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Title: Stress Resilience and the Dynamic Regulation of Glucocorticoids

Vertebrates respond to a diversity of stressors by rapidly elevating glucocorticoid (GC) levels. The changes in physiology and behavior triggered by this response can be crucial for surviving a variety of challenges. Yet the same process that is invaluable in coping with immediate threats can also impose substantial damage over time. In addition to the pathological effects of long-term exposure to stress hormones, even relatively brief elevations can impair the expression of a variety of behaviors and physiological processes central to fitness, including sexual behavior, parental behavior, and immune function. Therefore, the ability to rapidly and effectively terminate the short-term response to stress may be fundamental to surviving and reproducing in dynamic environments. Here we review the evidence that variation in the ability to terminate the stress response through negative feedback is an important component of stress coping capacity. We suggest that coping capacity may also be influenced by variation in the dynamic regulation of GCs—specifically, the ability to rapidly turn on and off the stress response. Most tests of the fitness effects of these traits to date have focused on organisms experiencing severe or prolonged stressors. Here we use data collected from a long-term study of tree swallows more » (Tachycineta bicolor) to test whether variation in negative feedback, or other measures of GC regulation, predict components of fitness in non-chronically stressed populations. We find relatively consistent, but generally weak relationships between different fitness components and the strength of negative feedback. Reproductive success was highest in individuals that both mounted a robust stress response and had strong negative feedback. We did not see consistent evidence of a relationship between negative feedback and adult or nestling survival: negative feedback was retained in the best supported models of nestling and adult survival, but in two of three survival-related analyses the intercept-only model received only slightly less support. Both negative feedback and stress-induced GC levels—but not baseline GCs—were individually repeatable. These measures of GC activity did not consistently covary across ages and life history stages, indicating that they are independently regulated. Overall, the patterns seen here are consistent with the predictions that negative feedback—and the dynamic regulation of GCs—are important components of stress coping capacity, but that the fitness benefits of having strong negative feedback during the reproductive period are likely to manifest primarily in individuals exposed to chronic or repeated stressors.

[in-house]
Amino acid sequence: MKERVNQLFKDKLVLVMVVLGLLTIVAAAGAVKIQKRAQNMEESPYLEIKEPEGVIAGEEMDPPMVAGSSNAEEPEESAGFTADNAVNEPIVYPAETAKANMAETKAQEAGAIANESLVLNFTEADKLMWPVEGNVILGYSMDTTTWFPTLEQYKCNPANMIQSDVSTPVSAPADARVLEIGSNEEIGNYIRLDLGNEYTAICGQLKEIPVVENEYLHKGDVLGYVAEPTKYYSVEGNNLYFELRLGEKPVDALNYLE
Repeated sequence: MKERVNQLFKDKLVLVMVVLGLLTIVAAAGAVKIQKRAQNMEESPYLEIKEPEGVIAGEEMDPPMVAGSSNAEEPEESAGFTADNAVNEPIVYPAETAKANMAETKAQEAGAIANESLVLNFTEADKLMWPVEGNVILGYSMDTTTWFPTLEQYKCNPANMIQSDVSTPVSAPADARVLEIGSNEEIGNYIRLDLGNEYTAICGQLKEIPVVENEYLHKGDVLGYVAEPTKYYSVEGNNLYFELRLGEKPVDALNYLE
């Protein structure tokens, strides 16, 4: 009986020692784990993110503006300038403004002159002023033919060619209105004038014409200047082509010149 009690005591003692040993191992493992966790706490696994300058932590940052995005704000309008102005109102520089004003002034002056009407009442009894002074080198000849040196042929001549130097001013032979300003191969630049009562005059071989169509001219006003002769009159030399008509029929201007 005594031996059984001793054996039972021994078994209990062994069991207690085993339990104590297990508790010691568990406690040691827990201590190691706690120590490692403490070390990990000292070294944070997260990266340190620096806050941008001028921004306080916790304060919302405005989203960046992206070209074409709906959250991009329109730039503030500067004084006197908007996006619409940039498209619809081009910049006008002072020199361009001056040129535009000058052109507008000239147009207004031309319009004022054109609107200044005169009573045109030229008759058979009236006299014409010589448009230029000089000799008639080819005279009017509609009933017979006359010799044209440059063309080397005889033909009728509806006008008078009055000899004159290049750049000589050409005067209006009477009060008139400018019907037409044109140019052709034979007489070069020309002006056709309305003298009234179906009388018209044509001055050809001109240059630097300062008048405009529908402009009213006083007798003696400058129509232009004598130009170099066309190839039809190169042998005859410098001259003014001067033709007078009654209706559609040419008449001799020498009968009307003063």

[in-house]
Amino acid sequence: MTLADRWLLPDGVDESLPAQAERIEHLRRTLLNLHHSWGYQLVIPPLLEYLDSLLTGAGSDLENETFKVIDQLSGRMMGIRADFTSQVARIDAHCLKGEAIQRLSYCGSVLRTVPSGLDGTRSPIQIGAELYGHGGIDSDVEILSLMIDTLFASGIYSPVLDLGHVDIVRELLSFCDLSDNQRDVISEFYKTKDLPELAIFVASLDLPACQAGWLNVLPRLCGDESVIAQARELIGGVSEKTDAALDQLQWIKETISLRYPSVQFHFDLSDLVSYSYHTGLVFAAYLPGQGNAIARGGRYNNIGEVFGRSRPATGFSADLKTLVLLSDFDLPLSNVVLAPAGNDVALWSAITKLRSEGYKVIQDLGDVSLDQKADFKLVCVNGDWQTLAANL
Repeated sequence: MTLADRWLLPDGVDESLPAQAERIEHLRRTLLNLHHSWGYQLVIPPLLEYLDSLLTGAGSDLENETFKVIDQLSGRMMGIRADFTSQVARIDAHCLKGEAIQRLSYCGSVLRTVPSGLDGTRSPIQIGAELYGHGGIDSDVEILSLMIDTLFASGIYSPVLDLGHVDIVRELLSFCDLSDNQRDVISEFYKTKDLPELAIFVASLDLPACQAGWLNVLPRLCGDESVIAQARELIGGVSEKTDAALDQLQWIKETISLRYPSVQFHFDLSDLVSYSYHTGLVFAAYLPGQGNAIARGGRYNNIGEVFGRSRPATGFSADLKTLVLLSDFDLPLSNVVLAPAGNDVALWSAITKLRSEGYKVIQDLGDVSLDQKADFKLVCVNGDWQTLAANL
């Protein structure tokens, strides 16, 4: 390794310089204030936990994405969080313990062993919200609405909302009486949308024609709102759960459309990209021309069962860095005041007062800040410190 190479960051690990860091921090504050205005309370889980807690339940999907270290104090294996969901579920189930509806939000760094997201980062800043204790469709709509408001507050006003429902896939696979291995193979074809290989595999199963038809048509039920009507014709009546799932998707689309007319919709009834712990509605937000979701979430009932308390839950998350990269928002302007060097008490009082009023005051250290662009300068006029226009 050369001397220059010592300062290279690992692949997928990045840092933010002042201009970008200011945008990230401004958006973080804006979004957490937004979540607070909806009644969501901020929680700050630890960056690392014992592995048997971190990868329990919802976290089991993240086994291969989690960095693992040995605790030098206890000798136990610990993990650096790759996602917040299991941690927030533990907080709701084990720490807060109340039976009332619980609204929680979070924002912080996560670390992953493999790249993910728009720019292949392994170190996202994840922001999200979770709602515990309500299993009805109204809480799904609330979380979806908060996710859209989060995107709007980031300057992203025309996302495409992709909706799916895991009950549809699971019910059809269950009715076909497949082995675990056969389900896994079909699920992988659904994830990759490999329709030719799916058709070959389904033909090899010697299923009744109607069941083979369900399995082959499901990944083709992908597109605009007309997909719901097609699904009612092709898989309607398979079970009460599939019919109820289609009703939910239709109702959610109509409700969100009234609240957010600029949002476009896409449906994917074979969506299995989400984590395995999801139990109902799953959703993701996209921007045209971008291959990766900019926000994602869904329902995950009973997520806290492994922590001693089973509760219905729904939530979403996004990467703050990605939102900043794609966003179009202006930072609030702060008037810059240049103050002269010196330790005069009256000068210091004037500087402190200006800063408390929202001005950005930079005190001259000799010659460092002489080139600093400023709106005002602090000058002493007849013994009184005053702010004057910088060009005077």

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Integrative and Comparative Biology
Oxford University Press
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National Science Foundation
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